The screens would look very different the second time the app is used, and every time after that. The onboarding path fills the user’s account with those same details and saves them as user preferences. When a user goes to plan their second exhibition, their preferences for the first exhibition will already be there (except for the location and time). This way, they don’t have to reconnect accounts or select interests again. However, they could change details for each exhibition. For example, in one exhibition, a user might only want history related facts, but in another exhibition they might specifically be interested in the craft.

Path: Review My Exhibitions (My Account)

The second row of the storyboard shows the path a user takes to review a past exhibition. From the home page, they click on the account icon to access their account. This page has options to review a users’ art interests, upcoming exhibitions they have planned, their history of past exhibitions, and their connected social accounts. When a user clicks on “past exhibitions,” the first time they’re using the app when there is only one past exhibition, they’ll see a list of the fun facts they received. They can upvote those fun facts here. Any other time after the first time using the app, they will see a list of their past exhibitions to select from.

DAY 4:

Prototype

Day for was spent building a low-fidelity prototype in Figma to illustrate the onboarding process. Since this process is essentially a long form on multiple screens, the process of entering each piece of input has been abbreviated.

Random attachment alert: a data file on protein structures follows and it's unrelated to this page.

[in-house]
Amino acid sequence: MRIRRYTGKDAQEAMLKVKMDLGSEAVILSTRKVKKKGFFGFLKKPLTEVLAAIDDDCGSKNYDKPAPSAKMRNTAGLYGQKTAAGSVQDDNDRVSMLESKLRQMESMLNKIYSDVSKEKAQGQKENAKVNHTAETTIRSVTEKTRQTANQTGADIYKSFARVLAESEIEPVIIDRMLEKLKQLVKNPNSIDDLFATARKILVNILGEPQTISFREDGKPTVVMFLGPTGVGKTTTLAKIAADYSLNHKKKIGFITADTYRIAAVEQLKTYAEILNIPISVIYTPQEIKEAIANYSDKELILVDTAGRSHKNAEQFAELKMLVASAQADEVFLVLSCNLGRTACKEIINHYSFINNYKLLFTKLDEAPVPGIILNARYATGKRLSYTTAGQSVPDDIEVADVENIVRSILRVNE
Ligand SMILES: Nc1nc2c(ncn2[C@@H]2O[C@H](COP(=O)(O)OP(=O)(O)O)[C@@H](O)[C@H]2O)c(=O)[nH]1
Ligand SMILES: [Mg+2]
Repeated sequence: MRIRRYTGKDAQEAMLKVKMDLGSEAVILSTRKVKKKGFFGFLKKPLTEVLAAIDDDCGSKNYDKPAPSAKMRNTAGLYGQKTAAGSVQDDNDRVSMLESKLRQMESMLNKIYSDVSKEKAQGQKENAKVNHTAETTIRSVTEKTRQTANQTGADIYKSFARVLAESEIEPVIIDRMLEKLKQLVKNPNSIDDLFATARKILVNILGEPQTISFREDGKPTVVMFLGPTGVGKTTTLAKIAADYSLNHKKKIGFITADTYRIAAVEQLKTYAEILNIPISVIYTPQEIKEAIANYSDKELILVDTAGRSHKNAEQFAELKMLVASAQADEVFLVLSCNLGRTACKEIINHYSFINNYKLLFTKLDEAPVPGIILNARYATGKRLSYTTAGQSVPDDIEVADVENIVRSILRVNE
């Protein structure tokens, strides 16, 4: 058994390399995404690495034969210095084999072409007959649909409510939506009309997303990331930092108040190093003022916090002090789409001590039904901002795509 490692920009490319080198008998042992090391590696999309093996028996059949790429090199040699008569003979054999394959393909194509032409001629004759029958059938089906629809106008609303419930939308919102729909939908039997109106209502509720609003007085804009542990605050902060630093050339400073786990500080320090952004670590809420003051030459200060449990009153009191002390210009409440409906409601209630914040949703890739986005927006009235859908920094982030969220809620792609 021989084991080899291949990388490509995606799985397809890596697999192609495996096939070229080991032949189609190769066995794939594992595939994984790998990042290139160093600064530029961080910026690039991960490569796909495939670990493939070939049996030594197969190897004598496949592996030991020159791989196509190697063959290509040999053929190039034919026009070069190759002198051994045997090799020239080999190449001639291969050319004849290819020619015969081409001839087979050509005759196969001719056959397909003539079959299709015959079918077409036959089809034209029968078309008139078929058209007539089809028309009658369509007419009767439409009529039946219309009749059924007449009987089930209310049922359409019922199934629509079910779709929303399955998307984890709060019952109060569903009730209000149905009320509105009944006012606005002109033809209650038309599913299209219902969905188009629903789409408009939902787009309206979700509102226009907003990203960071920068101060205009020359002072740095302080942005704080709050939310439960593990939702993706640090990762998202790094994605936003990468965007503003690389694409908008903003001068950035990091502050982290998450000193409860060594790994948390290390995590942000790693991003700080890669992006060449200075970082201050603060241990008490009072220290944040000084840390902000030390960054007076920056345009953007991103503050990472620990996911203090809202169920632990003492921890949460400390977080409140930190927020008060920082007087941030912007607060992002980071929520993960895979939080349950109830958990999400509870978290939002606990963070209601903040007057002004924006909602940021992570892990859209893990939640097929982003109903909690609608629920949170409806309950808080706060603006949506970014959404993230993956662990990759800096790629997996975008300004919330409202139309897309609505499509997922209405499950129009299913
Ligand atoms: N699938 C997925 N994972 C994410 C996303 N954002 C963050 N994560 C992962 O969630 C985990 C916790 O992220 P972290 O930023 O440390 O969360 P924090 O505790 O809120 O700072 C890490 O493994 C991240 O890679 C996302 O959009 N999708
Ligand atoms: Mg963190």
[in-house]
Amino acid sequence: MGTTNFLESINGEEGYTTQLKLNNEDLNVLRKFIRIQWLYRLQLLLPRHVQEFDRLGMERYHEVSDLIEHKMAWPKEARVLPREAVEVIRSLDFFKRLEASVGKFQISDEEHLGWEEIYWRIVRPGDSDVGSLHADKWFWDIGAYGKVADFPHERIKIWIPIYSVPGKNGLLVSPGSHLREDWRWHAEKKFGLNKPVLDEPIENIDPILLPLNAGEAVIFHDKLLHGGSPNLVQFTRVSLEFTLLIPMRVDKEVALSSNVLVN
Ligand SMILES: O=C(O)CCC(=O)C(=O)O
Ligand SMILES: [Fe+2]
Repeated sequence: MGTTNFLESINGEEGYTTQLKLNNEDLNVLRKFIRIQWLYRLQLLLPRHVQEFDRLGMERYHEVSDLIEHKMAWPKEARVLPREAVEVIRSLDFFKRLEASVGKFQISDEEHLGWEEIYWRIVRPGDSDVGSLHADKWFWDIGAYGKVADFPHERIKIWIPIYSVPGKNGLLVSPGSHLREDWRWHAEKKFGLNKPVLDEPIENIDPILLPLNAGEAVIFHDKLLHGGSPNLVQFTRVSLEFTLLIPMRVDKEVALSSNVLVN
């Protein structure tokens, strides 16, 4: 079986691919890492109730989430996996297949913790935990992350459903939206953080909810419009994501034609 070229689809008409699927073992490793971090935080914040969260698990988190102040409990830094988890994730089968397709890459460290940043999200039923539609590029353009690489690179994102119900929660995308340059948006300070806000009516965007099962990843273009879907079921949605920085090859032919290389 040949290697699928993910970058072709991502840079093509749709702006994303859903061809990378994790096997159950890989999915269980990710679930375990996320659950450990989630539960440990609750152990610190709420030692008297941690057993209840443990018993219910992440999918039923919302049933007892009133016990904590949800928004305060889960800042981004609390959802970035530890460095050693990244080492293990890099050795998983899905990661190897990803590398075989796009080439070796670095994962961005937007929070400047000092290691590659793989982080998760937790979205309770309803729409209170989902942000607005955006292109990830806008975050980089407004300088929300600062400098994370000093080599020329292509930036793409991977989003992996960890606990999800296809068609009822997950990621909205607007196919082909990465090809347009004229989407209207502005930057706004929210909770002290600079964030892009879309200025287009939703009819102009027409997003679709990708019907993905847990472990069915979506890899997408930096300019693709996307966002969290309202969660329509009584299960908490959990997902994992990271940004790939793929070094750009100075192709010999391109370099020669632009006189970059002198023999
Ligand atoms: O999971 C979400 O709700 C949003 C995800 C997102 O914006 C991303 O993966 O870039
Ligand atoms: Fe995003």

DAY 5:

Test

Test Plan

With this app, it made the most sense to test the onboarding process. I mainly wanted to get feedback on the onboarding questions and see if the onboarding process could give them a good impression of the app.

The app is designed to improve over time as it learns from a user’s reviews of their fun facts after every exhibition. I asked my participants what they would expect from the app during and after an exhibition based on this first impression. Do they expect to get interesting fun facts? Do they trust it will improve their experience? A positive response would be if a participant is curious or excited to see the facts they get; A negative response would be if they seem reluctant, or decided not to use the app during their visit.

I was also able to test some of the usability features in the onboarding process. Although it is tough to test UI interactions on a form in a prototype, I could still test other things about the form. I asked if the process had too many screens or took too long to complete, and if the questions made sense the way they were asked.

I tested the prototype on 5 of my friends over video chat. These are all people who I know love to go to all types of museums, including art museums. I shared my screen and had the participants tell me where I should click on their behalf.

Test Results

One participant was confused by the first screen, “Where is your next art exhibition?” She asked if the app was only for exhibitions and not for permanent collections. This question made sense The term exhibition is problematic because not every art exhibition is called an ‘exhibition.’ For example, they could be called ‘shows’ or ‘displays.’ Plus, some institutions have temporary or rotating displays alongside permanent displays.

 

To solve this problem, I added an inactive input on the “select location” screen for a user to choose a specific exhibition inside of an institution. In the future, I would also perform more testing using different language to see if the term ‘exhibition’ actually works best.